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Plastic additives in the ocean: Use of a comprehensive database for meta-analysis and method development

Published

Author(s)

Cara Megill, Katherine Shaw, Katrina Knauer, Meredith Evans Seeley, Jennifer Lynch

Abstract

The number of individual chemical additives used in plastic production is staggering, and they are categorized into a wide range of chemical classes including flame retardants, light stabilizers, antioxidants, plasticizers, and heat stabilizers. While in the last few years we have seen a plethora of reports on microplastics and plastic additives in the marine environment, there is a lack of cohesion and standardization in the field. To direct the future analysis of plastic additives, we compiled a first-of-its-kind comprehensive database of plastic additive concentrations measured in marine environments separated into four compartments (plastic debris, seawater, sediment, biota). Using this database, we performed a meta-analysis to summarize the state of the science. Currently, 218 studies have been entered, published between 1978 and 2023. The greatest number of publications analyzed samples in the biota compartment and collected samples from Europe and Asia. Analysis concentrated on plasticizers (phthalates, adipates, and others), brominated flame retardants, and bisphenols. In order to perform their analysis, publications in the plastic, sediment, and biota compartments performed Solvent - Heat/Pressure extraction, while the seawater compartment mainly utilized Solid Phase Extraction. Dichloromethane and mixtures of solvents with dichloromethane were utilized the most for solvent extraction. Finally, the majority of analysis was performed utilizing gas chromatography coupled to mass spectrometry. The data gaps are numerous and vast, especially the small finite number of compounds that have been targeted for detection compared to the large number of compounds used in plastic production. This database can be mined to assess the selection of sampling and analytical methods used, investigate spatial and temporal trends for a particular chemical, and determine which samples exceed toxicity thresholds. This review will act as a launching point to select the best method parameters for analysis of plastic additives in the marine environment.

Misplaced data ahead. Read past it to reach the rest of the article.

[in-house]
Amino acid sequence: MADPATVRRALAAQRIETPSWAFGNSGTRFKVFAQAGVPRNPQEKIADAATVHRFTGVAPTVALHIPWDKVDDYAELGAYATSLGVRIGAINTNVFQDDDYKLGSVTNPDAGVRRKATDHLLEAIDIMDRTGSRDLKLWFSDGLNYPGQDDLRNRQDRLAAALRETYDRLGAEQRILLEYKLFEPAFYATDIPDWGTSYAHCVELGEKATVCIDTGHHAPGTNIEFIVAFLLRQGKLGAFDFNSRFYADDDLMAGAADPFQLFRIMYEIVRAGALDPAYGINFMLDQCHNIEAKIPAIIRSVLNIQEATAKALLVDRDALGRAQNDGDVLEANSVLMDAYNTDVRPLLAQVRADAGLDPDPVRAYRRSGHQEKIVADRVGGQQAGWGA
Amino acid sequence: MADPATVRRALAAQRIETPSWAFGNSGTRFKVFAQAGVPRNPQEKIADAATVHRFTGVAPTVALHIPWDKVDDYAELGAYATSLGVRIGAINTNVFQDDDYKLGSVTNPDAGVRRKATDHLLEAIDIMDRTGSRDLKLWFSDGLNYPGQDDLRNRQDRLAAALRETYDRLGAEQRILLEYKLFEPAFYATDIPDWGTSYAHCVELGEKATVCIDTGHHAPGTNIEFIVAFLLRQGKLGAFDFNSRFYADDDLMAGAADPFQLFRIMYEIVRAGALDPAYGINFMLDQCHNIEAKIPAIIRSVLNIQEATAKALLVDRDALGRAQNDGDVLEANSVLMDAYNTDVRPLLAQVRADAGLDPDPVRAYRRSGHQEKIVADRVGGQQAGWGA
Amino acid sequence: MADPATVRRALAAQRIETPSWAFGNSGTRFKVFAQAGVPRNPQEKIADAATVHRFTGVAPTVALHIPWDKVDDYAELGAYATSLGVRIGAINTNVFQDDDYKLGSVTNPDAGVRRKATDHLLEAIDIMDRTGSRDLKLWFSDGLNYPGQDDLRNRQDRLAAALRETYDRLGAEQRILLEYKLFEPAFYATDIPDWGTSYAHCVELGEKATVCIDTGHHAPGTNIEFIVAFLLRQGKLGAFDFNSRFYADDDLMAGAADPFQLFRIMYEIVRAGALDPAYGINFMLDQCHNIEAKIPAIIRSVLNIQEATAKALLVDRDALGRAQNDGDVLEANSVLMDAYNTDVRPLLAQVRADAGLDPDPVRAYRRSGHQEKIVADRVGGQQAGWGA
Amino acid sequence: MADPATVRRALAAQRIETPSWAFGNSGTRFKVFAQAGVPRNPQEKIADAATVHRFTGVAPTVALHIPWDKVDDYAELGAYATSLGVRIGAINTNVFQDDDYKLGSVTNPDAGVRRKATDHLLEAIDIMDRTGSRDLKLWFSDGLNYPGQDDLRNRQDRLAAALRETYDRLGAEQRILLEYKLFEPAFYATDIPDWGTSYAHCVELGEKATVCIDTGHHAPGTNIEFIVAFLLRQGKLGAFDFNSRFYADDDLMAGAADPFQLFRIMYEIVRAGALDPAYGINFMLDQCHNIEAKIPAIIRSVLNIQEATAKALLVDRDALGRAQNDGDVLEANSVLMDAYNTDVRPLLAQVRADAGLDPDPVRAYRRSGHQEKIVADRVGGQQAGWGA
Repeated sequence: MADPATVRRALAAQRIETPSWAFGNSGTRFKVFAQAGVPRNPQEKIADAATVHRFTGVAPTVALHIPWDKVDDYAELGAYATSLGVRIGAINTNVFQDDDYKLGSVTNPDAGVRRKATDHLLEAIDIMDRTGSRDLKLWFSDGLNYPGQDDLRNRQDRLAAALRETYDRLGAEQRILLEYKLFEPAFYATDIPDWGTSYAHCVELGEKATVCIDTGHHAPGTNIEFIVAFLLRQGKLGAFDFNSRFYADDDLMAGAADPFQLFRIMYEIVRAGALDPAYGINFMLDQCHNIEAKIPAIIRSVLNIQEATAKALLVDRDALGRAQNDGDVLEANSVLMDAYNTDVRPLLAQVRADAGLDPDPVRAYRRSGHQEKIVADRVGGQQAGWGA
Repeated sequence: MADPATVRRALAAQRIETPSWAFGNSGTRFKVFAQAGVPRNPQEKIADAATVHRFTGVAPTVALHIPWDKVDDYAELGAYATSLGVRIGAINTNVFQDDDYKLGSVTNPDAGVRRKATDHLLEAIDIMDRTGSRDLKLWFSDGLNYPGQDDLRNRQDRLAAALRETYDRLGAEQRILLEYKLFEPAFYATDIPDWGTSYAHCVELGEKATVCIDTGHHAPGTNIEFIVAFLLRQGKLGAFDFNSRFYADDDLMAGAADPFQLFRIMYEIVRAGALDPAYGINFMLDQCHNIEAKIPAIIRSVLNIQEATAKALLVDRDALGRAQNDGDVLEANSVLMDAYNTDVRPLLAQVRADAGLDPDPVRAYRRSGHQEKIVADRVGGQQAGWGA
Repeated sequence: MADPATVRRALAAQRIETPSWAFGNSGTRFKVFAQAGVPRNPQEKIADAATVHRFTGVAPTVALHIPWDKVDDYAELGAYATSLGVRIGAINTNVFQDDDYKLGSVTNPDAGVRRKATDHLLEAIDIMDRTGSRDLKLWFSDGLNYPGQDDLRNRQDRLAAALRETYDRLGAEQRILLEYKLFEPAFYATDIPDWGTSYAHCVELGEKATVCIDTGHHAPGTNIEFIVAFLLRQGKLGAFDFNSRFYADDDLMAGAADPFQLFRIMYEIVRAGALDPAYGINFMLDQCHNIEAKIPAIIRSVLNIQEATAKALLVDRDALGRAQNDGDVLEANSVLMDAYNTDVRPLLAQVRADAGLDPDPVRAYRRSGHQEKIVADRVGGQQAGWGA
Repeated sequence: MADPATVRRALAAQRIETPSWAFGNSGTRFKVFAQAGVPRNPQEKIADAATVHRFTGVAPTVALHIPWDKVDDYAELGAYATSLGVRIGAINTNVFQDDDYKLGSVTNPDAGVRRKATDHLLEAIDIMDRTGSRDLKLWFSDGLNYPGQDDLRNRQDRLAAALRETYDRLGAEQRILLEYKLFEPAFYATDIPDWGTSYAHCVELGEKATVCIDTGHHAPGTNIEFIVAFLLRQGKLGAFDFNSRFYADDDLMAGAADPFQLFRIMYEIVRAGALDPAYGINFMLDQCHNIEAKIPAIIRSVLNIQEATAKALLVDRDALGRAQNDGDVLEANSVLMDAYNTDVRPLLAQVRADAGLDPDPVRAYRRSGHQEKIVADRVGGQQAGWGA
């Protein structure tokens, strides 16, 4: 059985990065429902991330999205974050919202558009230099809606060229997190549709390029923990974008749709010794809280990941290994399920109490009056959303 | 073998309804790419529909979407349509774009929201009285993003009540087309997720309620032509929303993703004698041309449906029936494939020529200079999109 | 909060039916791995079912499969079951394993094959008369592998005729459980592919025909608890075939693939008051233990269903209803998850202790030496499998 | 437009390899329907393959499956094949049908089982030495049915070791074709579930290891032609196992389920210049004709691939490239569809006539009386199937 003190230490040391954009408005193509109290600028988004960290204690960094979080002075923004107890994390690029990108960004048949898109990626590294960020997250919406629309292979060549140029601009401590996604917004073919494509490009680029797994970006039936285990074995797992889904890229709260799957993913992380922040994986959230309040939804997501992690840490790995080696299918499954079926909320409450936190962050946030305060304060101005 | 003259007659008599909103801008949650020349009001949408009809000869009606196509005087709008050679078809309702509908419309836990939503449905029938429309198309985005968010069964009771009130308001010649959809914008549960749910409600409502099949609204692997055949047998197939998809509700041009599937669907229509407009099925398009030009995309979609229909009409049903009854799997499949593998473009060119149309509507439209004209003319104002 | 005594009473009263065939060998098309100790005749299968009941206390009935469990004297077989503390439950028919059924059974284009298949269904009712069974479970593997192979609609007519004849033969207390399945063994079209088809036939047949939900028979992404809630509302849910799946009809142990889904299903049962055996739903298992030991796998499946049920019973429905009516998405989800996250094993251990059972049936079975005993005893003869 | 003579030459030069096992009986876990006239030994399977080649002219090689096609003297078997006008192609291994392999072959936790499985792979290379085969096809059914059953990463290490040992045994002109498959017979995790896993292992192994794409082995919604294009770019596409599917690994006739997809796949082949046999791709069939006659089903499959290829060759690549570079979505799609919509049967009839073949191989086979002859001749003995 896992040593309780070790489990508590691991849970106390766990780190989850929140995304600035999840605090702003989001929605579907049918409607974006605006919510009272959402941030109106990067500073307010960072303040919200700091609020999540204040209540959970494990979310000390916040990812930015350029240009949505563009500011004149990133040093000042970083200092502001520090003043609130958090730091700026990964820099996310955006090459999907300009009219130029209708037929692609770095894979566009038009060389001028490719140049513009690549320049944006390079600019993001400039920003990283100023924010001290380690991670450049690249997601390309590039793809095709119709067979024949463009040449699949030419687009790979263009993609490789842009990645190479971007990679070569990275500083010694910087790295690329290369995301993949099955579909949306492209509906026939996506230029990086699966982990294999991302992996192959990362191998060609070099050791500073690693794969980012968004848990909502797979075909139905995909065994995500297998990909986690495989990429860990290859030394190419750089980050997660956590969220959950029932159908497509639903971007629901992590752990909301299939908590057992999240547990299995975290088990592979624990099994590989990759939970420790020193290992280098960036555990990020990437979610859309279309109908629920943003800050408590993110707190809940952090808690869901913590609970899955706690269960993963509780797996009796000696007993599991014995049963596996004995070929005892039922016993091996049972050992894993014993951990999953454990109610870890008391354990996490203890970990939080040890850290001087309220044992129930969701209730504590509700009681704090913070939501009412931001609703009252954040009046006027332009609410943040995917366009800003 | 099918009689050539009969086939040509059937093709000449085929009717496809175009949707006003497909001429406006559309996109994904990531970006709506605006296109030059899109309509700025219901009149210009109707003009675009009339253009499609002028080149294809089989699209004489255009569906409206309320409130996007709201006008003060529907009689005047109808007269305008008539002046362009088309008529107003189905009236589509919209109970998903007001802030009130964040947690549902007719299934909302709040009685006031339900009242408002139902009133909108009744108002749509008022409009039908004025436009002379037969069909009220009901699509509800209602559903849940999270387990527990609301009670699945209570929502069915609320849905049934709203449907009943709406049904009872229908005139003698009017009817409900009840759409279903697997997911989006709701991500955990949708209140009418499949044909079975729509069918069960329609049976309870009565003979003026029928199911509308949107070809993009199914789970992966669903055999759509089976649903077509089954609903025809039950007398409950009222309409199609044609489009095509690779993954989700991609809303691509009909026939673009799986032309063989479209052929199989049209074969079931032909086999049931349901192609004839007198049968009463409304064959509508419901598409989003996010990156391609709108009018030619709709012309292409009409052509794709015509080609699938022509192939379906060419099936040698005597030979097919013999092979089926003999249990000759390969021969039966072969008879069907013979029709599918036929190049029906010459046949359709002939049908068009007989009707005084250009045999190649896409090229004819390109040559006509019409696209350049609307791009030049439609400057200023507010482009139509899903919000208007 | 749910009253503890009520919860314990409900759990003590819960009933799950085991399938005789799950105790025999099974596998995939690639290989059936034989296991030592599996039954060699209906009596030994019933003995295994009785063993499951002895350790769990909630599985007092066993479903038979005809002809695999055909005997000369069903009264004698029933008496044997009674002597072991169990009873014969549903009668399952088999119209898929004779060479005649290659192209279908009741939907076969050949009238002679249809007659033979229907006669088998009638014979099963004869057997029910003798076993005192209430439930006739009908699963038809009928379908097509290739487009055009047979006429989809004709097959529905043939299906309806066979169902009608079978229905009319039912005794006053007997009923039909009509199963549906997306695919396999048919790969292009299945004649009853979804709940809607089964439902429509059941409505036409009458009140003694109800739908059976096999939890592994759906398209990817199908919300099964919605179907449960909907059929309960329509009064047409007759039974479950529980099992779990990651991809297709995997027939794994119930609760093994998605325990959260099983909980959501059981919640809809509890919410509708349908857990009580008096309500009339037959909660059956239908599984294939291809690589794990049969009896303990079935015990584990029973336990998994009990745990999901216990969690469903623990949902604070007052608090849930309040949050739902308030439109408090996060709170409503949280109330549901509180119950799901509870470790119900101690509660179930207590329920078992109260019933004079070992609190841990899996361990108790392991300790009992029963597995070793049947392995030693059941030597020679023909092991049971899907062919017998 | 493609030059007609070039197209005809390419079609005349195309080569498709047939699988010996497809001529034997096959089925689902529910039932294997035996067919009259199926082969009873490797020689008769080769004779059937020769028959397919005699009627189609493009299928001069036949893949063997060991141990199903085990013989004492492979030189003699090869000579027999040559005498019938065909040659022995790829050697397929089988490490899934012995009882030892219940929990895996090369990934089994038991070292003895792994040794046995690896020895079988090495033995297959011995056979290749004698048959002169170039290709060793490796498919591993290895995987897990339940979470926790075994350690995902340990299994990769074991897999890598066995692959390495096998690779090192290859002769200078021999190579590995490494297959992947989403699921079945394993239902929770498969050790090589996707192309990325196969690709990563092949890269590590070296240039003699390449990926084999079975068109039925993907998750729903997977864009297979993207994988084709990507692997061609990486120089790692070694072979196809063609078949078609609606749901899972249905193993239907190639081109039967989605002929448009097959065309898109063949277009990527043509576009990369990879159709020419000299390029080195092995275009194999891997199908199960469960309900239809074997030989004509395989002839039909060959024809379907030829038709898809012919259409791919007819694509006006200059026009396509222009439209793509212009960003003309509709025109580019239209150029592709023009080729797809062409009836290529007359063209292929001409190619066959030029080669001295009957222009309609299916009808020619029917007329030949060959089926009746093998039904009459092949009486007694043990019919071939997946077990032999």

Citation
Chemosphere
Volume
358

Keywords

polymer, chemical additives, database

Citation

Megill, C. , Shaw, K. , Knauer, K. , Seeley, M. and Lynch, J. (2024), Plastic additives in the ocean: Use of a comprehensive database for meta-analysis and method development, Chemosphere, [online], https://doi.org/10.1016/j.chemosphere.2024.142172, https://tsapps.nist.gov/publication/get_pdf.cfm?pub_id=956518 (Accessed June 17, 2024)

Issues

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Created April 27, 2024, Updated May 23, 2024